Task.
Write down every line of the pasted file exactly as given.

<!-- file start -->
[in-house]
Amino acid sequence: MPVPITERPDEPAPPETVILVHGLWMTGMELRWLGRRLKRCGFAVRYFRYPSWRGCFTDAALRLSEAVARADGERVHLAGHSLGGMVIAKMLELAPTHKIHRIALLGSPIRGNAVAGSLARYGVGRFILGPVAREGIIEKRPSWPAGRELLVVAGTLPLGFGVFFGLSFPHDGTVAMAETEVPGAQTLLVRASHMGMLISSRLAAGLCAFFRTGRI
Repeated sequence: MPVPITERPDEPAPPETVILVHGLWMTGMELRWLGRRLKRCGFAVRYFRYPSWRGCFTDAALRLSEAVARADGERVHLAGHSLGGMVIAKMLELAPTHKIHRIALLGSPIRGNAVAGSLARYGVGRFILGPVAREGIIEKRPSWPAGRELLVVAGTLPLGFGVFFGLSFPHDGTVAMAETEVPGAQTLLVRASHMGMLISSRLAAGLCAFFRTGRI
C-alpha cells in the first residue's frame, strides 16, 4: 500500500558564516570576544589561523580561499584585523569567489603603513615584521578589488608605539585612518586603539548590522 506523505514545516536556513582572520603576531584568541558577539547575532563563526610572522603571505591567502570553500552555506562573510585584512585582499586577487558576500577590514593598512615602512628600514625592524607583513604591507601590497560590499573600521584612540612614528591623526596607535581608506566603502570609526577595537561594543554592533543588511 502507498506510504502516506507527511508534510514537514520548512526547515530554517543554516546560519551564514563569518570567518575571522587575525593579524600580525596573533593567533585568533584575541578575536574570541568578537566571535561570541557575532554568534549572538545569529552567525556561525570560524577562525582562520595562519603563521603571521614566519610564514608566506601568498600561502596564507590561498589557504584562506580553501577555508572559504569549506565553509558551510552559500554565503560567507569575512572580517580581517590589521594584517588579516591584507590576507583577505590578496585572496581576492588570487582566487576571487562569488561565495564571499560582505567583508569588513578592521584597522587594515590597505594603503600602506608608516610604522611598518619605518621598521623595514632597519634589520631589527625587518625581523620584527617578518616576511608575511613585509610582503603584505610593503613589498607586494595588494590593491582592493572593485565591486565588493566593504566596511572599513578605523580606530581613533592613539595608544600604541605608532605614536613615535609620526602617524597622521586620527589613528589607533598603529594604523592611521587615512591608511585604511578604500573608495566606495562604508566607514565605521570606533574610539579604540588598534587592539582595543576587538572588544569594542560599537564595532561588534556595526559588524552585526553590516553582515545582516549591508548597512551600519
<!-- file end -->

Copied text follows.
[in-house]
Amino acid sequence: MPVPITERPDEPAPPETVILVHGLWMTGMELRWLGRRLKRCGFAVRYFRYPSWRGCFTDAALRLSEAVARADGERVHLAGHSLGGMVIAKMLELAPTHKIHRIALLGSPIRGNAVAGSLARYGVGRFILGPVAREGIIEKRPSWPAGRELLVVAGTLPLGFGVFFGLSFPHDGTVAMAETEVPGAQTLLVRASHMGMLISSRLAAGLCAFFRTGRI
Repeated sequence: MPVPITERPDEPAPPETVILVHGLWMTGMELRWLGRRLKRCGFAVRYFRYPSWRGCFTDAALRLSEAVARADGERVHLAGHSLGGMVIAKMLELAPTHKIHRIALLGSPIRGNAVAGSLARYGVGRFILGPVAREGIIEKRPSWPAGRELLVVAGTLPLGFGVFFGLSFPHDGTVAMAETEVPGAQTLLVRASHMGMLISSRLAAGLCAFFRTGRI
C-alpha cells in the first residue's frame, strides 16, 4: 500500500558564516570576544589561523580561499584585523569567489603603513615584521578589488608605539585612518586603539548590522 506523505514545516536556513582572520603576531584568541558577539547575532563563526610572522603571505591567502570553500552555506562573510585584512585582499586577487558576500577590514593598512615602512628600514625592524607583513604591507601590497560590499573600521584612540612614528591623526596607535581608506566603502570609526577595537561594543554592533543588511 502507498506510504502516506507527511508534510514537514520548512526547515530554517543554516546560519551564514563569518570567518575571522587575525593579524600580525596573533593567533585568533584575541578575536574570541568578537566571535561570541557575532554568534549572538545569529552567525556561525570560524577562525582562520595562519603563521603571521614566519610564514608566506601568498600561502596564507590561498589557504584562506580553501577555508572559504569549506565553509558551510552559500554565503560567507569575512572580517580581517590589521594584517588579516591584507590576507583577505590578496585572496581576492588570487582566487576571487562569488561565495564571499560582505567583508569588513578592521584597522587594515590597505594603503600602506608608516610604522611598518619605518621598521623595514632597519634589520631589527625587518625581523620584527617578518616576511608575511613585509610582503603584505610593503613589498607586494595588494590593491582592493572593485565591486565588493566593504566596511572599513578605523580606530581613533592613539595608544600604541605608532605614536613615535609620526602617524597622521586620527589613528589607533598603529594604523592611521587615512591608511585604511578604500573608495566606495562604508566607514565605521570606533574610539579604540588598534587592539582595543576587538572588544569594542560599537564595532561588534556595526559588524552585526553590516553582515545582516549591508548597512551600519